BUSS2 Business Unit 2 Revision

This is a BUSS2 revision guide that I used for exam.

Please note this is incomplete as I have not included revision for the 4 Ps and I believe these are the crutial by which you should intensley revise over as this appears in every buss2 exam one way or the other.

Good Luck!

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S. Pash

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Using budgets
A budget is a detailed plan of all the income and expenditures of a business over a period of time.
Three main types of budgets;
-Income budgets; a detailed plan of all the income of a business over a period of time.
-Expenditure budgets; a detailed plan of all the expenses of a business over a period of time.
-Profit budget; a plan of the profits of the business during a specific period of time.…read more

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A variance is the difference between the budgeted figure and the actual figure that has been
achieved by the business.
Variance = budgeted figure ­ actual figure
A favourable variance is when the actual sales revenue is higher than the budgeted figure, and/or
when the actual costs are lower than the budgeted costs.
Why favourable variances occur;
Bad publicity of competitors.…read more

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Management decisions to overcome adverse variances in costs, and their
Use cheaper materials and suppliers; could mean poor quality materials; ruin businesses
brand image. New suppliers may not be as efficient and reliable.
Cut employee wages; could be detrimental for employee motivation and may increase
employee turnover which consequently will disrupt productivity.
Increase labour productivity; may result in new technology which is costly.
S.…read more

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Improving cash flow
Cash flow is the movement of cash coming in and out of a business.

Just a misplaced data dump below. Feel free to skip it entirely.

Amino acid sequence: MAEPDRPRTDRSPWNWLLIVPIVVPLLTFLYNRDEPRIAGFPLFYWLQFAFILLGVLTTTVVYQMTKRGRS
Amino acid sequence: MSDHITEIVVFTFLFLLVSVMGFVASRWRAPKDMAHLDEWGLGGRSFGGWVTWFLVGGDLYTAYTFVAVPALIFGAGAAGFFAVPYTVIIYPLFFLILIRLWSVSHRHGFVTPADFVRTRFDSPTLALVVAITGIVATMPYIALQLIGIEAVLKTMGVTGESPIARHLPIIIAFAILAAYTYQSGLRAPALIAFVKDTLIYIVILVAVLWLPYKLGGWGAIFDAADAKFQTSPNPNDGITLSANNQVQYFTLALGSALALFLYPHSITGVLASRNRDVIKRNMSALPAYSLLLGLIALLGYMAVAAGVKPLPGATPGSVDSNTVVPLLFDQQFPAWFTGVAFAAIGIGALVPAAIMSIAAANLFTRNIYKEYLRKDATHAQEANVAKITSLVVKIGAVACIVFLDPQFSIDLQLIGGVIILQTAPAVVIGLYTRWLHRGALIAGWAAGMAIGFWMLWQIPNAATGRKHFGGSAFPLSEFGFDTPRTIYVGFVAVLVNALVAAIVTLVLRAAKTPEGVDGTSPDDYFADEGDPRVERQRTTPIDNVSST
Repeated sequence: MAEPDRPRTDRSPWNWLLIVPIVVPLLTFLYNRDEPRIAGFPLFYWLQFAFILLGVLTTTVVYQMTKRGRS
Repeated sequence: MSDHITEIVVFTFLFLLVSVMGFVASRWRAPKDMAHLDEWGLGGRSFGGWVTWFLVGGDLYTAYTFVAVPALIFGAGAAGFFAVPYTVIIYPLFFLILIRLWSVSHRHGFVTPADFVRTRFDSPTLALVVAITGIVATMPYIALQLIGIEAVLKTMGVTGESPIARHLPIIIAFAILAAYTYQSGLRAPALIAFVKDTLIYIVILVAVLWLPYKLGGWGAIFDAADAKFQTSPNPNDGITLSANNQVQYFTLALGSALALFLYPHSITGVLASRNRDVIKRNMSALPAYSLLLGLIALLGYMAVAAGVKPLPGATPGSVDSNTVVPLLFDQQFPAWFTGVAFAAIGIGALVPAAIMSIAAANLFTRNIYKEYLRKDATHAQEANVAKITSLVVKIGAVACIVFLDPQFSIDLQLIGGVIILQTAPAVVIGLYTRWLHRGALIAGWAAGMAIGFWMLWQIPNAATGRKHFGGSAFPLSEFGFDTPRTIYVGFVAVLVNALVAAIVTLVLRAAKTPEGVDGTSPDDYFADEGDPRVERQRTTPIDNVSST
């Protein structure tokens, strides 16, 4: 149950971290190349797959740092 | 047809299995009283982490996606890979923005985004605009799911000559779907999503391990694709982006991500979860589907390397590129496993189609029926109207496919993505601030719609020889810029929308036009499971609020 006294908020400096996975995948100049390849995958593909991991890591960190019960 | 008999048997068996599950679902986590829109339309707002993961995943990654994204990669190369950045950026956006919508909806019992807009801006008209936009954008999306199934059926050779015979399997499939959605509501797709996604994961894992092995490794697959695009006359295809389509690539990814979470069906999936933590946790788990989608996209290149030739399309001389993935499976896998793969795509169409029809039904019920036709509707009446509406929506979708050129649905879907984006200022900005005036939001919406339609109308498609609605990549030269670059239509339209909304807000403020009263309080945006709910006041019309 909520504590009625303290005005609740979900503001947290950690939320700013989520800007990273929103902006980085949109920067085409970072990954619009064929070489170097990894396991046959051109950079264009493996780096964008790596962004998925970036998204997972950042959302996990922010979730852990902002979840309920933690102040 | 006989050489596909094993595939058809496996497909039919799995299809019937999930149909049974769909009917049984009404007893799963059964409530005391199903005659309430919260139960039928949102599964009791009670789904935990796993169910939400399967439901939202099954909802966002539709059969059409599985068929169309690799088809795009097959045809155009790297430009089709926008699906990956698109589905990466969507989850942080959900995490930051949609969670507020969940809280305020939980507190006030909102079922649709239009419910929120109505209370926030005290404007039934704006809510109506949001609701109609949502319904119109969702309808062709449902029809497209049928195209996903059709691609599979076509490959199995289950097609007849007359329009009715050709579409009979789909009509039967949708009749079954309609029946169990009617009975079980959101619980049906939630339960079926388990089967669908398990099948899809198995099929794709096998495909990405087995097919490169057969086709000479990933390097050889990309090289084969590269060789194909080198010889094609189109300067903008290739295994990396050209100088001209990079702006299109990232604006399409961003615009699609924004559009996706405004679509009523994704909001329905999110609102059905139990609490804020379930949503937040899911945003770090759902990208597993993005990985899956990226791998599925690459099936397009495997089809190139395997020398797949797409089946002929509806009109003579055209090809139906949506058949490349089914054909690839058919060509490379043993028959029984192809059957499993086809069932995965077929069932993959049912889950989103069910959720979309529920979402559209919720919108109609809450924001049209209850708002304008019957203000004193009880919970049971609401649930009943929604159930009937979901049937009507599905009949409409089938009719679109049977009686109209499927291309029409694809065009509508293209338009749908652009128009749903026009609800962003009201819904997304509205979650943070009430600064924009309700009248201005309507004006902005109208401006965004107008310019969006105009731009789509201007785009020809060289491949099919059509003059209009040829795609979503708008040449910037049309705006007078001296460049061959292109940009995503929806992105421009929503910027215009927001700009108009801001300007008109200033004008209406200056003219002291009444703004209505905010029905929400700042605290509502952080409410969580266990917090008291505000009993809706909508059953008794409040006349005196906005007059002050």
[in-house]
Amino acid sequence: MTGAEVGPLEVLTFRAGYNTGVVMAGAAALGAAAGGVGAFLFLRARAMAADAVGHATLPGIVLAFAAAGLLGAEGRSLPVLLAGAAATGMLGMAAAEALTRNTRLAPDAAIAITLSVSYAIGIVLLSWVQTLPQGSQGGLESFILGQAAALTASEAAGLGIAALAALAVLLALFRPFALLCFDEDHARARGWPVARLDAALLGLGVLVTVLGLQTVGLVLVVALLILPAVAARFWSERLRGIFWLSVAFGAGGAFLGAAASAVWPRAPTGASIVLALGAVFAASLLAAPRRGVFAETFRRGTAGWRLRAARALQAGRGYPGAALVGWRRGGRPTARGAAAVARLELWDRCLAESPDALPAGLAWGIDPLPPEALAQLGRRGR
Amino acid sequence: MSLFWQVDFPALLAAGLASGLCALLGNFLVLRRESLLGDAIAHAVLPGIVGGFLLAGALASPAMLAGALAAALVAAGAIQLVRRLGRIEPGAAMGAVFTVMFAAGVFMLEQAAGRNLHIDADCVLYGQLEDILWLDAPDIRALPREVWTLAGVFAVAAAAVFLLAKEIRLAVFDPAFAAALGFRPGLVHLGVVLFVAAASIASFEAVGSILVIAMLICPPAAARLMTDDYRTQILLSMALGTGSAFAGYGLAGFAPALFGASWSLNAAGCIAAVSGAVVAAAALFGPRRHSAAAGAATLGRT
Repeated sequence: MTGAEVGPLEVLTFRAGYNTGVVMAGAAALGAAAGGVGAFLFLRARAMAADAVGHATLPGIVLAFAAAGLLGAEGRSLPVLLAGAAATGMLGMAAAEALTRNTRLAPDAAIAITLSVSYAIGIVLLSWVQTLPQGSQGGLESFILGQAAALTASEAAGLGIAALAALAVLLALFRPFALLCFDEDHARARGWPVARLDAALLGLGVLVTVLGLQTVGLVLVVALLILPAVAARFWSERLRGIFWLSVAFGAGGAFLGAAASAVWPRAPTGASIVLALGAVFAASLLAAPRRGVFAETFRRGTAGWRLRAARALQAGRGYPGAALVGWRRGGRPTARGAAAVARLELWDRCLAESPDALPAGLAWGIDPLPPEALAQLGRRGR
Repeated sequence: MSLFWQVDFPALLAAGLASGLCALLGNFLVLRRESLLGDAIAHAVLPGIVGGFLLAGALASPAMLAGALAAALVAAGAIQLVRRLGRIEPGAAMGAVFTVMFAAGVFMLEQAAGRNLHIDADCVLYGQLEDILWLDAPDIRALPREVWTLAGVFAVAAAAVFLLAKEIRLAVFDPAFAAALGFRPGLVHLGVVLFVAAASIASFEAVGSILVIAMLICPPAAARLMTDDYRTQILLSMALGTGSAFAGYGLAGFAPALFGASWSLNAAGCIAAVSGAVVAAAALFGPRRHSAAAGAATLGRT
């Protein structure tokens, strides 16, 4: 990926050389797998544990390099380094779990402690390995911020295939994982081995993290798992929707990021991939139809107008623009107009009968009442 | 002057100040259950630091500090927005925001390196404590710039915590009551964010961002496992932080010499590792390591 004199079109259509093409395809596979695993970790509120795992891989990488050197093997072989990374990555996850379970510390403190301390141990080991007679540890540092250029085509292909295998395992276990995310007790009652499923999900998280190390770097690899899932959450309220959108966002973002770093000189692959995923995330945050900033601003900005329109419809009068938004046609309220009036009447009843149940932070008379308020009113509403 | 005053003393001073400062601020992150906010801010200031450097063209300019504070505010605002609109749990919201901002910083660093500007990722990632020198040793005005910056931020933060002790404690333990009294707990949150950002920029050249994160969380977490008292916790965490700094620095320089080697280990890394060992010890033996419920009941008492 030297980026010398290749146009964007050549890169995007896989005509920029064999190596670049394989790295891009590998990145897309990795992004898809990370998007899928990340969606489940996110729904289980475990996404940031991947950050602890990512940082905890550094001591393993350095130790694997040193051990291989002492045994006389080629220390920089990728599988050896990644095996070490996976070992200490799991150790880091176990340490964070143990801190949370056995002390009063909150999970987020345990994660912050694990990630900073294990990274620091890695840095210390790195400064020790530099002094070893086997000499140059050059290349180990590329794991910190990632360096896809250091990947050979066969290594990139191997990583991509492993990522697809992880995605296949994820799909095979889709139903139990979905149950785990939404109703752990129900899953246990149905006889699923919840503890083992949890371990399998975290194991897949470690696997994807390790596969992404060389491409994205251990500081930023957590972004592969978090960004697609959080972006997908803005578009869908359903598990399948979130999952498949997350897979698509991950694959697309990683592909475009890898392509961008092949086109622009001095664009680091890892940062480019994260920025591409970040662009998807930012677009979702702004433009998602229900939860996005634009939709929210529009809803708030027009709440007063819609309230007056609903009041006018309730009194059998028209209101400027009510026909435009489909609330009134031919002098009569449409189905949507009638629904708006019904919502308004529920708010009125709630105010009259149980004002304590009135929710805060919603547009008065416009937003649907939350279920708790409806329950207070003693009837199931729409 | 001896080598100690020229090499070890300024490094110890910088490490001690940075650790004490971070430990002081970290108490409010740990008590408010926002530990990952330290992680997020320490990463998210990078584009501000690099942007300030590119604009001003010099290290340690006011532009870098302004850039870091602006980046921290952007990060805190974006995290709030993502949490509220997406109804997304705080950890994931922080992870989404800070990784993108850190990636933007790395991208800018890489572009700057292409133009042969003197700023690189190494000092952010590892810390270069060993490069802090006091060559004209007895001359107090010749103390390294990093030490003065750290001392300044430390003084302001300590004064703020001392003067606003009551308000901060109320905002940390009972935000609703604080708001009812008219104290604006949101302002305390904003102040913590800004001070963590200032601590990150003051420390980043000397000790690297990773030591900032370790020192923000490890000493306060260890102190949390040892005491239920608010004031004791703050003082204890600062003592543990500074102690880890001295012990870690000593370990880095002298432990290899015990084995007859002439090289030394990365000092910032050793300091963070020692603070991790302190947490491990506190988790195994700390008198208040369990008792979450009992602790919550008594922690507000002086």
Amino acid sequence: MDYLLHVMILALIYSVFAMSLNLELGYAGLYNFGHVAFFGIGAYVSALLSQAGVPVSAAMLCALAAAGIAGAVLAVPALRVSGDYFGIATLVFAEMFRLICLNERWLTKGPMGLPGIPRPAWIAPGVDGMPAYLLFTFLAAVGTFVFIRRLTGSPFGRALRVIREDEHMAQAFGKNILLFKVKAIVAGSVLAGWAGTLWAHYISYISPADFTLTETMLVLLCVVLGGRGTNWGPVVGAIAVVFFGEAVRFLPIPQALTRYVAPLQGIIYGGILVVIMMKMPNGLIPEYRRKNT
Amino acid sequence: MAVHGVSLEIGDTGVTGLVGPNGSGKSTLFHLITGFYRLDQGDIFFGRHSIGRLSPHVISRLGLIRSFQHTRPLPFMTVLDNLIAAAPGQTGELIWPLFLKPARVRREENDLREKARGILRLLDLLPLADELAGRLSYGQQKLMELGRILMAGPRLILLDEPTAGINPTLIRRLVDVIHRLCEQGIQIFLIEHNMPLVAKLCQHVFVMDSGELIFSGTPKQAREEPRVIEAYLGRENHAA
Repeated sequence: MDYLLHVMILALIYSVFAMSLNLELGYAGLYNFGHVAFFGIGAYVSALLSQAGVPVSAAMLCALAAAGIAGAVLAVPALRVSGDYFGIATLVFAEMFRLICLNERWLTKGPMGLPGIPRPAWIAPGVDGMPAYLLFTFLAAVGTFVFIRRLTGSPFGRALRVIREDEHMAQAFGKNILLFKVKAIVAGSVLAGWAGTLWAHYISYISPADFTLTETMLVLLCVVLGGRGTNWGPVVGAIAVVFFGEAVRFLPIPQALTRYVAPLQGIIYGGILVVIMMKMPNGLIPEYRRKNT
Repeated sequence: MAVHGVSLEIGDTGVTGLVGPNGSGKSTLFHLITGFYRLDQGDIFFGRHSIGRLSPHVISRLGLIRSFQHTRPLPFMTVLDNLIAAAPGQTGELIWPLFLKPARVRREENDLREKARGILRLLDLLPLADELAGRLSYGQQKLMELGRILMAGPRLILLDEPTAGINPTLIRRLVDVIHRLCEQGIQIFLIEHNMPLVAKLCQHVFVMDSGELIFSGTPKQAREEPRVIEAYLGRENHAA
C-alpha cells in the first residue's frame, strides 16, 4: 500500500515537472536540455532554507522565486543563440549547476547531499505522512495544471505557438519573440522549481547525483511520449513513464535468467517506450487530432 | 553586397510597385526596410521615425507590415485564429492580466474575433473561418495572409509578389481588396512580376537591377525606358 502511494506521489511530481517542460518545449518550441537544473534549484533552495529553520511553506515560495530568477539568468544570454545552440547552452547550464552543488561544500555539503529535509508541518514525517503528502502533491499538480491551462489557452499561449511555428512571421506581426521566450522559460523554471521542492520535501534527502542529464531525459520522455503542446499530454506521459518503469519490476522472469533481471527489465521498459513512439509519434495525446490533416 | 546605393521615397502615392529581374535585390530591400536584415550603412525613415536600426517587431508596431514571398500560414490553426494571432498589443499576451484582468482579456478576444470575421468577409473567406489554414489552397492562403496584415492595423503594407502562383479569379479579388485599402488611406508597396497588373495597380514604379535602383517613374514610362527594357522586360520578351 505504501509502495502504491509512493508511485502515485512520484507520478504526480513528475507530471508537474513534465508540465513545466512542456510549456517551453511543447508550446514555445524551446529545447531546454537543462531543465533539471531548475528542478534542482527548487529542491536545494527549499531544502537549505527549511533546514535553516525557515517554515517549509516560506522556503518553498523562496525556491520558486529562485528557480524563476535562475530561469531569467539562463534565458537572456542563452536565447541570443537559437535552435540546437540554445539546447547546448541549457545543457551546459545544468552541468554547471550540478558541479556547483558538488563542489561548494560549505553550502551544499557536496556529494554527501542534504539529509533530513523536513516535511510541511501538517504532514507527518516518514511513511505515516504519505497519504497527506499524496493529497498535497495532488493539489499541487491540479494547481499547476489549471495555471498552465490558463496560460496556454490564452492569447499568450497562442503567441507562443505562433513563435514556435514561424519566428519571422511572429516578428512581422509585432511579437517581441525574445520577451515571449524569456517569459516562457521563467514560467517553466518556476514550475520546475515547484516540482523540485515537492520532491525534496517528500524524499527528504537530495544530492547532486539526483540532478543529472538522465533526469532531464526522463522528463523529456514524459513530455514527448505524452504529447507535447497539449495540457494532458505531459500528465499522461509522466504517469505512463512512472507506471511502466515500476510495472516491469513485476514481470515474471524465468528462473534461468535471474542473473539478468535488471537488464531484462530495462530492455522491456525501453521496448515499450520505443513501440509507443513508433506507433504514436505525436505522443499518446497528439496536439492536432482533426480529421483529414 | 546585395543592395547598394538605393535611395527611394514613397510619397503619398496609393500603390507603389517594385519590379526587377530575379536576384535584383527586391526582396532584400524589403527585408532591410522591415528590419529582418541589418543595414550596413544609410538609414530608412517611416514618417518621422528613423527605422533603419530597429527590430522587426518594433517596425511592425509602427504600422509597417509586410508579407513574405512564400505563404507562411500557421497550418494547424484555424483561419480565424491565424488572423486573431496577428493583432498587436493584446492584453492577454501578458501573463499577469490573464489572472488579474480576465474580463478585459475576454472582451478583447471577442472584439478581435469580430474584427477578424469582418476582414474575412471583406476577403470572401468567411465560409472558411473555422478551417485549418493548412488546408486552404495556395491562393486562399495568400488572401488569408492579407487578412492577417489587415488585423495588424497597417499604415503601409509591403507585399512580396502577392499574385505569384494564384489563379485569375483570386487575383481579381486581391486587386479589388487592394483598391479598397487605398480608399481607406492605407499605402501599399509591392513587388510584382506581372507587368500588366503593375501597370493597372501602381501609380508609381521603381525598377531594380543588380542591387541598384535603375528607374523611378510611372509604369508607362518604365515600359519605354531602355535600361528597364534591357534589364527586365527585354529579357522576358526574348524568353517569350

Causes of cash flow problems;
Over investing in assets and machinery which leads to no physical cash to pay bills and
Overtrading by creating too many goods and products which result in no money left over,
further if these products cannot be sold then money is stored as products rather than the
physical source needed.…read more

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Debt factoring is when a business, usually a bank, that buys the customer bills from the
company which also reduces the risks of bad debts. This helps cash flow problems and
administration costs are lower as the factoring company chases up the customers. However,
90-95% of the debt is paid to the company which reduces revenue for the business,
furthermore the company would charge more than a loan would and customers would prefer
dealing with the business directly rather than a third party.…read more

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Measuring and increasing profits
Profits can increase in the following ways;
Increase the amount of units sold with the same price and cost per unit.
Increase the selling price per unit or reduce the costs per units; the profits made from this
way when compared to the original sales are known as the PROFIT MARGIN (the profit made
as a proportion of the sales revenue).…read more

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materials and cut labour costs by relocating, like Dyson did who relocated to Malaysia.
However, the image of quality can be hindered which may lead to a demand in even lower
prices. Furthermore, it can be costly to relocate and will disturb productivity as well as
causing communication issues.
INCREASE NET PROFIT BY INCREASING PRICE; consumers may switch to competitors; if PED is
elastic then consumers will not continue to shop with you.…read more

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Improving organisational structures
Organisational structures refer to the way in which jobs, responsibilities and authority is organised
within a business.
Key elements of organisational structures;
Levels of hierarchy
Refers to the different levels of management and authority within a business.
The more layers within a business, the longer the chain of command.
The bigger the number of layers, the more problematic it can be for the lines of
communication as information may be harder to spread and receive when there are many
layers.…read more

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Less opportunity fir delegation
Supervision and control is tighter
Greater opportunity for promotion
Work load and job allocation
As workload increases, structures begin to change, for example, if the workload increases for a
member of management, then their span of control may become wider so they are able to delegate
jobs to their subordinates. Jobs are allocated in terms of functions for example; employees in HR and
marketing will be allocated jobs specifically for their department.…read more


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